If there is one thing I constantly have to think about on a pretty much daily basis, it's juice. Not the kind of juice you pour yourself in the morning at breakfast, but the kind that is needed to power by insatiable electronics on the go. Last August, Phonesuit sent me a review unit of their 1000 mAh Primo Cube, but this year they really stepped up their game and sent over a whopping 8200 mAh portable charger called the Primo Power Core, compared to which the Cube is a mere drop in the bucket.
It has been nearly a day since Samsung pushed the TouchWiz UX update to retail Galaxy Tab 10.1 units across the country, and having spent most of the day playing with it, I want to share my thoughts on it with all of you.
Before we get into the details, though, I want to address one important thing: root access. My Tab 10.1 was rooted (stock ROM and kernel) with ClockworkMod recovery before the update started rolling out, so I was naturally hesitant to pull it for fear of losing root privileges.
Some people may never end up updating to TouchWiz UX, so I'm leaving the review below intact.
Samsung Galaxy Tab 10.1 is currently my favorite Android tablet, so I was excited to see how some of its accessories, like the keyboard dock in this review, pan out.
The original DROID blew everyone away. It saved Motorola from almost certain bankruptcy, breathed new life into Verizon's smartphone catalog, and made Android a desirable mobile operating system rather than a cheap alternative to iOS. In short, it ushered in a new age of Android devices.
A lot had changed by the time its successor, the DROID 2, launched. The latest Android handsets had larger displays, better designs, and (perhaps most importantly) less buggy custom UIs.
Ok, we've all seen enough post-apocalyptic movies to know what the deal is here. An obscene level of asteroids has suddenly decided to wreak havoc upon this wonderful planet of ours, and it is your job in Asteroid Tower Defense to set up a space defense capable of taking the bloody things out.
Tower Defense titles are certainly not new to the Android platform, with games such as Fieldrunners HD and Tower Raiders already in the market, and the concept is simple enough, but as you progress through the levels, things get considerably harder as the asteroids increase in size and speed.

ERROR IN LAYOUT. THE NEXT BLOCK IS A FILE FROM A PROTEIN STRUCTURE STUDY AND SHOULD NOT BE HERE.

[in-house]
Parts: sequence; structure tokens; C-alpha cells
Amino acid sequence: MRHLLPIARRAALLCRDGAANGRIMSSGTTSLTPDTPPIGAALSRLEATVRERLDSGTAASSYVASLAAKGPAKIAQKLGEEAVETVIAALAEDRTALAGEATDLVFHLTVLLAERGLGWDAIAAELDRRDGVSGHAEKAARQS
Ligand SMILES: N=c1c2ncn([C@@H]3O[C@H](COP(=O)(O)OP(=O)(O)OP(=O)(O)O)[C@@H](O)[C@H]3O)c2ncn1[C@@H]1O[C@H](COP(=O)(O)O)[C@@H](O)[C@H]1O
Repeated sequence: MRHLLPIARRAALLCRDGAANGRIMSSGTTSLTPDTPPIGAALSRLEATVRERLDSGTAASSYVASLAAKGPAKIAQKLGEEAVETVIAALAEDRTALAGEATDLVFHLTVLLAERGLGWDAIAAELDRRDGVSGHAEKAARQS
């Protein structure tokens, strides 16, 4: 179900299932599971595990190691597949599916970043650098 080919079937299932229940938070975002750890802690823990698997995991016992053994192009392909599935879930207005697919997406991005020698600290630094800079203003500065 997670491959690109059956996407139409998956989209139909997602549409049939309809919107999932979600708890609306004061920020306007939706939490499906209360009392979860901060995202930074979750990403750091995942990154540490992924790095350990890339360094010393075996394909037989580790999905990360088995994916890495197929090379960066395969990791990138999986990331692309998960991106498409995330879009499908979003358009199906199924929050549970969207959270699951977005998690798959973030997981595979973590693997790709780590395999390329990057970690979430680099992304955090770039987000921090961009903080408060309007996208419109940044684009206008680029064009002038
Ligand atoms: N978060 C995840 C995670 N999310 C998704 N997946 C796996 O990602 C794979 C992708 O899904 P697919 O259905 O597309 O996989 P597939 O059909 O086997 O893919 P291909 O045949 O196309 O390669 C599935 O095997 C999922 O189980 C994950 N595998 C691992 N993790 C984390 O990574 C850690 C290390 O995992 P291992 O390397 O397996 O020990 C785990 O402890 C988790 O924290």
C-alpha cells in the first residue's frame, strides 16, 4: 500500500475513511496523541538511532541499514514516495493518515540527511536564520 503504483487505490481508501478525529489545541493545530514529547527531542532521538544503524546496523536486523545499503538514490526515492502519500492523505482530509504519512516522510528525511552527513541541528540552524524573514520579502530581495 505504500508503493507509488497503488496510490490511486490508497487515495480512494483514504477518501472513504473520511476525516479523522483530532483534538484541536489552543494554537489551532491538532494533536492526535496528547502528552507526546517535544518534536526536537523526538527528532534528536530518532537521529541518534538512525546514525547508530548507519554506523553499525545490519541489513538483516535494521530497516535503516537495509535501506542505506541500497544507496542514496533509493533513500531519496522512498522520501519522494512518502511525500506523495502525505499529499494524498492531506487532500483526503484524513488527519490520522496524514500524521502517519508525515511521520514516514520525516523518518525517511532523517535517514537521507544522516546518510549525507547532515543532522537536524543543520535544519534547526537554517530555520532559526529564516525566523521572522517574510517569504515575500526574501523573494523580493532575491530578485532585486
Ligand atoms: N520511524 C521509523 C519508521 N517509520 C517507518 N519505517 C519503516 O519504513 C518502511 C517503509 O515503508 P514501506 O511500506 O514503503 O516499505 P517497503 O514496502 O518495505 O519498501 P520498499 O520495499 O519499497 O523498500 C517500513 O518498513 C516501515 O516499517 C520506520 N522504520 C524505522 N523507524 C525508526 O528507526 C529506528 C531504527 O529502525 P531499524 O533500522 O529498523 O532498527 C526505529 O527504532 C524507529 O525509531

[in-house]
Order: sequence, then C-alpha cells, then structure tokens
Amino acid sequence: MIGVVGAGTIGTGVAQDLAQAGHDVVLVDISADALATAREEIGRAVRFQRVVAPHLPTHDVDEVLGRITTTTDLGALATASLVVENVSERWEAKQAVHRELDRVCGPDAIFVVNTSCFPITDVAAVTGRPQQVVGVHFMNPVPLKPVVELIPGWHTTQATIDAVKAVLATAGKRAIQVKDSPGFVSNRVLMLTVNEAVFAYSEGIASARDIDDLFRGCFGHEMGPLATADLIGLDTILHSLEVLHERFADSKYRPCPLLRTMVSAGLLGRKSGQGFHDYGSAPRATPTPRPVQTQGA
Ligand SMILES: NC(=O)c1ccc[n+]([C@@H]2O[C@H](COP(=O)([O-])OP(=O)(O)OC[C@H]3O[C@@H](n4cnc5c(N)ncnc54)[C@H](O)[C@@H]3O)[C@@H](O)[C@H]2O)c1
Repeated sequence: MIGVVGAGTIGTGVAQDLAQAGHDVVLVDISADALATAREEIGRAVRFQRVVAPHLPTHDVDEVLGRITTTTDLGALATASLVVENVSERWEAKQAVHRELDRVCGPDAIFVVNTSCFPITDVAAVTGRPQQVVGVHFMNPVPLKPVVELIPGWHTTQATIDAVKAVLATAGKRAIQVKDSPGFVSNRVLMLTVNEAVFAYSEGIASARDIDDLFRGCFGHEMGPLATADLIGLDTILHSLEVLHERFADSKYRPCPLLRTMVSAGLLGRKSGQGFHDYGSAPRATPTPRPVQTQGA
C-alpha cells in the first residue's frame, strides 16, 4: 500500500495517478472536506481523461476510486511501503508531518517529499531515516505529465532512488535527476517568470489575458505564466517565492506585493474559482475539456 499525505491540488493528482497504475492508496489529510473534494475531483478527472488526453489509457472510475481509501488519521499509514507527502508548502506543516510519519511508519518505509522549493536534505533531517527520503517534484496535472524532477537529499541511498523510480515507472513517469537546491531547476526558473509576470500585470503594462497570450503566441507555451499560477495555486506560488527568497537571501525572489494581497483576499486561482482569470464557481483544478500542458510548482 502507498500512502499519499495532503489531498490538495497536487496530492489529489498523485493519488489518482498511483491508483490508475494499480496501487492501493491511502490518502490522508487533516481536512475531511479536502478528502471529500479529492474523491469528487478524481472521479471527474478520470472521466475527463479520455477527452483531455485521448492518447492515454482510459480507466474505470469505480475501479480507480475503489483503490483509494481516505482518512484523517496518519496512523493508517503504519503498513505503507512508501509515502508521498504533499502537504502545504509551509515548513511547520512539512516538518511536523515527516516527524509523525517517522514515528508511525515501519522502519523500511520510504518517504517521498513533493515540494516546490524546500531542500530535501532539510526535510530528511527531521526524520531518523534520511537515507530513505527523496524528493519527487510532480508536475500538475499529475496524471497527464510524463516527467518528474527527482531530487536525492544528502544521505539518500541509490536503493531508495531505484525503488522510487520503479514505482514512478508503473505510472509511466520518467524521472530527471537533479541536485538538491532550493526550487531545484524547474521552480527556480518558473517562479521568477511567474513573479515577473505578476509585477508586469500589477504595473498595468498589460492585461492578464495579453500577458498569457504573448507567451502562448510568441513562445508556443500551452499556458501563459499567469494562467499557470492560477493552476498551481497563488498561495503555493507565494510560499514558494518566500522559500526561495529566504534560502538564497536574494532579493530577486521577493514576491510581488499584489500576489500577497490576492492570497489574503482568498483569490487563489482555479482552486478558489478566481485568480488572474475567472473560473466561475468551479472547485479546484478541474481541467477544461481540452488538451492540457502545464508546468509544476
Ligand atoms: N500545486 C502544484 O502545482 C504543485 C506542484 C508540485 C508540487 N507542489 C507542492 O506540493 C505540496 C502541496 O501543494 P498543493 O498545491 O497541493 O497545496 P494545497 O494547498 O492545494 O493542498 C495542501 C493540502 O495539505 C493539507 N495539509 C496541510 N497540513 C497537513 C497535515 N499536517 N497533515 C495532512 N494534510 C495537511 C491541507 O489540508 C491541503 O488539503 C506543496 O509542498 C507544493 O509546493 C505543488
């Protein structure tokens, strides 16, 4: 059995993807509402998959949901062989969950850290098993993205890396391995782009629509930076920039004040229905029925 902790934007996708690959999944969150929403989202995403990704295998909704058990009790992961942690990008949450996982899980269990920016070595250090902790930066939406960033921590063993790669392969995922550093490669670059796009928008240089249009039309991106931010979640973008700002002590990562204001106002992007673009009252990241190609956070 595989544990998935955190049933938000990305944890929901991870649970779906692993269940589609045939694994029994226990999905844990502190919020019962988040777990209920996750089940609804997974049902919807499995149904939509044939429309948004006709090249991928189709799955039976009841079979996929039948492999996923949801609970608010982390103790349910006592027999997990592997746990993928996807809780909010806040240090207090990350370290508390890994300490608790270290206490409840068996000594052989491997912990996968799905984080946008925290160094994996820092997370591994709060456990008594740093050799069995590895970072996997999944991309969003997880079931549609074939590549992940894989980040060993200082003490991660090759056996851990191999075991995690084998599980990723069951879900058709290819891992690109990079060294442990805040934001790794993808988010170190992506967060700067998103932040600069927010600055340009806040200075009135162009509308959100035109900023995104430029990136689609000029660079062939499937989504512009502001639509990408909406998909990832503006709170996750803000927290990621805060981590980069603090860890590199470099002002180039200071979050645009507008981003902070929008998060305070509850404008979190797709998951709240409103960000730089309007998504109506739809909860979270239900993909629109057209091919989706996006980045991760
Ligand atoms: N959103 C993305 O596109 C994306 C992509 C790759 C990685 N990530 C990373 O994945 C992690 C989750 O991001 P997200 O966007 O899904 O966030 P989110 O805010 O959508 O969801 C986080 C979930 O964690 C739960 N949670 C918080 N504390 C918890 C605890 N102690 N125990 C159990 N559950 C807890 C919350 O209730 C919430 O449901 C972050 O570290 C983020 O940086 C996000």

The Toshiba Thrive has been a darling of the Android community since it was unveiled way back in January at CES in Las Vegas, when it was still just the young, nameless "Toshiba Tablet." Fast-forward 7 months, it's July, and the Thrive is finally here - but has it matured well?
Tablets are rapidly changing the way we approach technology. They give a sense of immediacy and tactile connection that desktops and notebooks can't touch; however, I will be the first to admit that the hype seemed stupid to me. Several coworkers purchased the original iPad on the day it launched and were eager to show them off. "But what can you do with it?" was my question, and there wasn't a good answer.
No, it's not. At least not for Android - and that's what we're here to talk about today. The merits of Spotify as a music streaming subscription service for your desktop are substantially greater - it's well organized, searching and streaming are quick, powerful, and pretty. There's a lot to love - and at $10 (or free for ad-supported and no Android playback) a month for unlimited streaming, those plusses are hard to argue against.
Samsung's original Galaxy S was undoubtedly a great success for the company. One could say it was their first serious smartphone, and its core was widely dispersed around the globe, appearing as the i9000 in Europe and Asia, and - perhaps more familiarly - the AT&T Captivate, Sprint Epic 4G, T-Mobile Vibrant, and Verizon Fascinate in the USA. While we have yet to see firm plans for a repeat of this four-pronged attack with the successor to the Galaxy S, the Galaxy S II i9100 (aka the Samsung "It's Over 9000!") is already widely available throughout the rest of the world and is making waves while at it.